X Welcome to International Affairs Forum

International Affairs Forum a platform to encourage a more complete understanding of the world's opinions on international relations and economics. It presents a cross-section of all-partisan mainstream content, from left to right and across the world.

By reading International Affairs Forum, not only explore pieces you agree with but pieces you don't agree with. Read the other side, challenge yourself, analyze, and share pieces with others. Most importantly, analyze the issues and discuss them civilly with others.

And, yes, send us your essay or editorial! Students are encouraged to participate.

Please enter and join the many International Affairs Forum participants who seek a better path toward addressing world issues.
Tue. January 22, 2019
Get Published   |   About Us   |   Support Us   | Login
International Affairs Forum
IAF Editorials
Enigmas of Hate Politics in Pakistan
Comments (0)

When will hate politics end? In his first speech to Pakistan, Prime Minister (PM) Imran Khan should have addressed this questionand discouraged this toxic phenomenon. I hope that he will do so soon.

Since the inception of the political spectrum and its engineering, the repercussions of the hate-mongering attitude have been obvious. It disrupts and destroys the civilized domain of the intellect. This circumstance is not just in Pakistan. Leaders’ adoption of an aggressive attitude has been equally observed in politics around the globe—regardless of whether they are the politics of the Tea Party in the United States, the anti-immigration politics in the United Kingdom, the anti-Muslim politics in India and France, or similarly hateful politics elsewhere. All are on the same page: They promote the illusion that they can improve things by using aggressive slogans like “Make America Great Again.” In Pakistan, the same “change” is called for by all political parties, but from a different dictionary.

To bring change, is it necessary to play hate politics? Why can’t change take place in a civilized manner? In Pakistan, we are not just facing the dilemma of political irregularities in the communication channel. There are surely other extremes that are more dangerous, such as those in religion, which is used as a tool to defame anyone—anywhere. It takes just a second to blame someone out of context and put the person in the role of next-level extremist. Inciting people by emotional and psychological appeals, such misuse of religion is degrading the consciousness of the nation.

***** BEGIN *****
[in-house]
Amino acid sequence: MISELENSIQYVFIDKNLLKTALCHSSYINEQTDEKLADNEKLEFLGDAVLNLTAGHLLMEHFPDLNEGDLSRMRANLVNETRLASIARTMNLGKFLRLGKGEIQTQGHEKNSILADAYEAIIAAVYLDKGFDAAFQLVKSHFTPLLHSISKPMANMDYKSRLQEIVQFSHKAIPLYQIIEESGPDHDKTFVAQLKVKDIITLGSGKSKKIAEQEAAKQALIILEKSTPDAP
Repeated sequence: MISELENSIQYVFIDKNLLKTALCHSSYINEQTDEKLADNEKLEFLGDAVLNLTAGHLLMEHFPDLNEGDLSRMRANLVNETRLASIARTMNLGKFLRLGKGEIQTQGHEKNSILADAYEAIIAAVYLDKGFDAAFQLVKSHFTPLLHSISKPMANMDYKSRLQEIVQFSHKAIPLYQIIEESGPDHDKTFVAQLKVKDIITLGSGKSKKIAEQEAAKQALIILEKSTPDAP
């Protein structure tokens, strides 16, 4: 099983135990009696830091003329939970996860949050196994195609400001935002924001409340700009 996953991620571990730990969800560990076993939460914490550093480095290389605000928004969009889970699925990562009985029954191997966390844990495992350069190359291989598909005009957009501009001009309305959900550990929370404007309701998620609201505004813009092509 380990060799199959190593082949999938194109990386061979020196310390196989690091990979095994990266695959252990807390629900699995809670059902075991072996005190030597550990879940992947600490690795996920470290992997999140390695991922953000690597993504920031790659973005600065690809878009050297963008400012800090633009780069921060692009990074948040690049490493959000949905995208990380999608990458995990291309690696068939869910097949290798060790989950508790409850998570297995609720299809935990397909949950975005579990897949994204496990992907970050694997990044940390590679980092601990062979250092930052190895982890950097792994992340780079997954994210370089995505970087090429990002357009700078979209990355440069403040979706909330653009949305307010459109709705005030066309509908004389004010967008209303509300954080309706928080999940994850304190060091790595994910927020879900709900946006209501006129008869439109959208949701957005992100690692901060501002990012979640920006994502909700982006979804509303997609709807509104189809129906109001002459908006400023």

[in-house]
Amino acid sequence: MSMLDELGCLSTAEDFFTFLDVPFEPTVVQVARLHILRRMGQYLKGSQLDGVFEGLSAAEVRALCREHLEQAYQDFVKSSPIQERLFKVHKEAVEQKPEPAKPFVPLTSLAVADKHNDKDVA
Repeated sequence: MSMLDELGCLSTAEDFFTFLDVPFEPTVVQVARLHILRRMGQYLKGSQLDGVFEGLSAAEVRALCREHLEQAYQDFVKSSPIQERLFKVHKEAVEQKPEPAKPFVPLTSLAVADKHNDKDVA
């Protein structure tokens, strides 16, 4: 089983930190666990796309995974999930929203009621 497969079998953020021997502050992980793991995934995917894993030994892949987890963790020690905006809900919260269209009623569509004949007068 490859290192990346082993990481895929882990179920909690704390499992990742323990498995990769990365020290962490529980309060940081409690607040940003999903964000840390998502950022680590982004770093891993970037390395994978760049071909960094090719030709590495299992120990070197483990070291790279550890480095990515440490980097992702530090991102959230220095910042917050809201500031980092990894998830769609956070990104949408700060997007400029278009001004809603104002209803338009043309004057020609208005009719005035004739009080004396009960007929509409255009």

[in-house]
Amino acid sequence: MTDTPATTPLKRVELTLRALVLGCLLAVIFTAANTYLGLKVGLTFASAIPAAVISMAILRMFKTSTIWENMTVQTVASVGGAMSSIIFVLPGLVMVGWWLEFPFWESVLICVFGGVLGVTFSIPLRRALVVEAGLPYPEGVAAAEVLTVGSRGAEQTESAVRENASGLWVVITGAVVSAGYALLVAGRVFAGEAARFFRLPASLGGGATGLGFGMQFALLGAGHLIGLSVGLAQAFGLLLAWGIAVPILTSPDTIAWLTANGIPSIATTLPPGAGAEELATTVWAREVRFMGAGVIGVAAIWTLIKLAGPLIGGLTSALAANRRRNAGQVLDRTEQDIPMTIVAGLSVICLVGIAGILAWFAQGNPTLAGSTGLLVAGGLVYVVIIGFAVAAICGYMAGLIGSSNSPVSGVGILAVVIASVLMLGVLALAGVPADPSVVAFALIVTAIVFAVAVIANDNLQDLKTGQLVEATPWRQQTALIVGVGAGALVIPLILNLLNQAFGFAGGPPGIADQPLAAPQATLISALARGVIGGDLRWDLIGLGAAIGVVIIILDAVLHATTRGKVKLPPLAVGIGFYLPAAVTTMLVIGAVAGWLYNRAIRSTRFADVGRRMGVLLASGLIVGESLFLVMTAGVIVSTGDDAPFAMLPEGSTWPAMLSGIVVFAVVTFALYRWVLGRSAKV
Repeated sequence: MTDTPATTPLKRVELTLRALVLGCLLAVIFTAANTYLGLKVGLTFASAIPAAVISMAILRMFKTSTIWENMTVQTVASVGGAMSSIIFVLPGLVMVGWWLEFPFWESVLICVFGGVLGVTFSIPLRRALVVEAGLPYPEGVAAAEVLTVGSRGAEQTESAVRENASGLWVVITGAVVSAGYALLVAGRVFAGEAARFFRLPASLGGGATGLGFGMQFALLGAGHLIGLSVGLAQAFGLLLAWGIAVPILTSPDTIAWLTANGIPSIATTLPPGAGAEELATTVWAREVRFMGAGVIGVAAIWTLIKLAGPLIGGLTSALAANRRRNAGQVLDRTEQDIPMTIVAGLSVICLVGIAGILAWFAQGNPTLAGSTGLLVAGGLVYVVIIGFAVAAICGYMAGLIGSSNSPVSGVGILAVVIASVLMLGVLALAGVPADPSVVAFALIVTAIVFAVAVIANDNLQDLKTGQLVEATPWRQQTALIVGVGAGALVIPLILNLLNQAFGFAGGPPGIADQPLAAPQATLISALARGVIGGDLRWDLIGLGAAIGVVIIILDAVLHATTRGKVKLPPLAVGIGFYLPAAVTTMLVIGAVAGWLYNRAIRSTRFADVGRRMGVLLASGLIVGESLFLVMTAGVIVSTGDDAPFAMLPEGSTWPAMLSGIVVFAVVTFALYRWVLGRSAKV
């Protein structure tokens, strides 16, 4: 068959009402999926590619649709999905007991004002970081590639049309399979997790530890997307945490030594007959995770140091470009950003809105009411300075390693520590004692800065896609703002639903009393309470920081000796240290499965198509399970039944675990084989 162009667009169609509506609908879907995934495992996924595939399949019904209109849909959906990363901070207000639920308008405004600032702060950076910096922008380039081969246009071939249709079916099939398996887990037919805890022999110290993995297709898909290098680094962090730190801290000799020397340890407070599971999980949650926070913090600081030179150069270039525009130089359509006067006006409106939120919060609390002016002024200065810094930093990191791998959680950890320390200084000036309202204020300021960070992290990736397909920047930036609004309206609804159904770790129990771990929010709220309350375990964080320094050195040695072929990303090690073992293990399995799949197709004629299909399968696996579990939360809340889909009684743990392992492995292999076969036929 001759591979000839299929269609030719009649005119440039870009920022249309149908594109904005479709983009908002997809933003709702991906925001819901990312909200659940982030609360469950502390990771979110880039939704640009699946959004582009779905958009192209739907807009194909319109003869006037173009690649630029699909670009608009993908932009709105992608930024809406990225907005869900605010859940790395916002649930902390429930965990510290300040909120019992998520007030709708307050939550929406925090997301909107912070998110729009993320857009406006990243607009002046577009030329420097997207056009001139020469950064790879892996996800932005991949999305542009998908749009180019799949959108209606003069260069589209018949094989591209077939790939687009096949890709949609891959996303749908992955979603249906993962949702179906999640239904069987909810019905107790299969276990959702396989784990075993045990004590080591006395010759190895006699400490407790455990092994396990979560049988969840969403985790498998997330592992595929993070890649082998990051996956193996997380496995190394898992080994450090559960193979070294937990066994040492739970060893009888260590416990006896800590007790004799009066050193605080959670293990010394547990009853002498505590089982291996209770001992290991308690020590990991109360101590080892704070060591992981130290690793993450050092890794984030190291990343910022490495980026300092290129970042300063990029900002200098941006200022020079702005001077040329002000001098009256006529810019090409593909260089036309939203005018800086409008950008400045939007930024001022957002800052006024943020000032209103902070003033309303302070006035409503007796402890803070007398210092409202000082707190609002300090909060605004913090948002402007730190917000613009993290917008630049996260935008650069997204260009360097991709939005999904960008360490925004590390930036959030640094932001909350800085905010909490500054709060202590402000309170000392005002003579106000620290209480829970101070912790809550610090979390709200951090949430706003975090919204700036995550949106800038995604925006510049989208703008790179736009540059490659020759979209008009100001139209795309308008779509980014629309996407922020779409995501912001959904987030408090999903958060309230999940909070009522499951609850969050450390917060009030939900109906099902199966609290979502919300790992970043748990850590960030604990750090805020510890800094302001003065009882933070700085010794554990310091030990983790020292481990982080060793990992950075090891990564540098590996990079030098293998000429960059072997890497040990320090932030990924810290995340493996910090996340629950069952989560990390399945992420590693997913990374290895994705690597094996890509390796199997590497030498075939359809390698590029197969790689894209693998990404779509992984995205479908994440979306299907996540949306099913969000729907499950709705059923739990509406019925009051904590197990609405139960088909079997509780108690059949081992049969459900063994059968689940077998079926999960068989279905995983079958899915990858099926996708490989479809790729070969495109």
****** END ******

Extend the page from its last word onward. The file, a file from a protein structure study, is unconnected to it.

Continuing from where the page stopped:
If political leaders become intolerant, then surely other people will become tolerant. This process is just a cyclic mechanism. We often forget the miseries of the past, as seen in military coups, and want to focus on the future. Currently in this race, Pakistan is often disregarded completely. It is true that our present defines our future, and building the latter requires some tolerance now. But this tolerance is being ousted from Pakistan’s younger generation. It is important to note that youths constitute the major portion of Pakistan’s population. Yet, to create the current chaos, hateful politicians have maligned and misled them in all possible ways.

Let’s start from the past. Pakistani Gen. Muhammad Zia-ul-Haq used religion as a tool to label all politicians as un-Islamic looters. In the 1990s, the Sharif brothers ran politics in Pakistan and defamed Benazir Bhutto in public gatherings. Disrupted by hate speech, the political spectrum interrupted the intellectual debate. The focus shifted from the manifesto of the party to how extreme a leader’s speech could become. This attitude started to pervade the mainstream media. According to that attitude, the anchor who is hard on guests becomes the real journalist, and the party representative who can supress others’ opinions by raising his voice becomes the great speaker.

Let’s return to the present. The social media debates among citizens are filled with defamatory phrases. The debates start so elegantly and end with abusive language. They leave no margin for political dissent, which is the main beauty of democracy. Diversity of opinions isn’t respected anymore. The culture is just “Might makes right”: Listen to us, call us right, and support our claims; otherwise, we will not listen to you. This way of communication has become so pervasive that it has reached the younger generation as a populist way. Check any student debate competition: The winner is the one who roars loudest. In this bumpy journey, the disruptive attitudes that Pakistani society has consequently adopted have driven Pakistan to become an extreme nation. And what about the future? It is blurred.